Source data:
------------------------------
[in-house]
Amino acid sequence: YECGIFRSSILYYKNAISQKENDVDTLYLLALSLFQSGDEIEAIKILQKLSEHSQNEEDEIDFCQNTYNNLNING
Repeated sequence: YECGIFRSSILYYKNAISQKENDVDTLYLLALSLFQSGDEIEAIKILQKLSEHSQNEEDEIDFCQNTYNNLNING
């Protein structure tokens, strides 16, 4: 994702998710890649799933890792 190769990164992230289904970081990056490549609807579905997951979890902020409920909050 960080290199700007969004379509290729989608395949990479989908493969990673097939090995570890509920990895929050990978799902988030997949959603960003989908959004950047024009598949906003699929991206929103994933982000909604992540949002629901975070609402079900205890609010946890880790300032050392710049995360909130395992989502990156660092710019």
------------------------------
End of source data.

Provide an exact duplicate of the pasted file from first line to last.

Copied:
[in-house]
Amino acid sequence: YECGIFRSSILYYKNAISQKENDVDTLYLLALSLFQSGDEIEAIKILQKLSEHSQNEEDEIDFCQNTYNNLNING
Repeated sequence: YECGIFRSSILYYKNAISQKENDVDTLYLLALSLFQSGDEIEAIKILQKLSEHSQNEEDEIDFCQNTYNNLNING
């Protein structure tokens, strides 16, 4: 994702998710890649799933890792 190769990164992230289904970081990056490549609807579905997951979890902020409920909050 960080290199700007969004379509290729989608395949990479989908493969990673097939090995570890509920990895929050990978799902988030997949959603960003989908959004950047024009598949906003699929991206929103994933982000909604992540949002629901975070609402079900205890609010946890880790300032050392710049995360909130395992989502990156660092710019």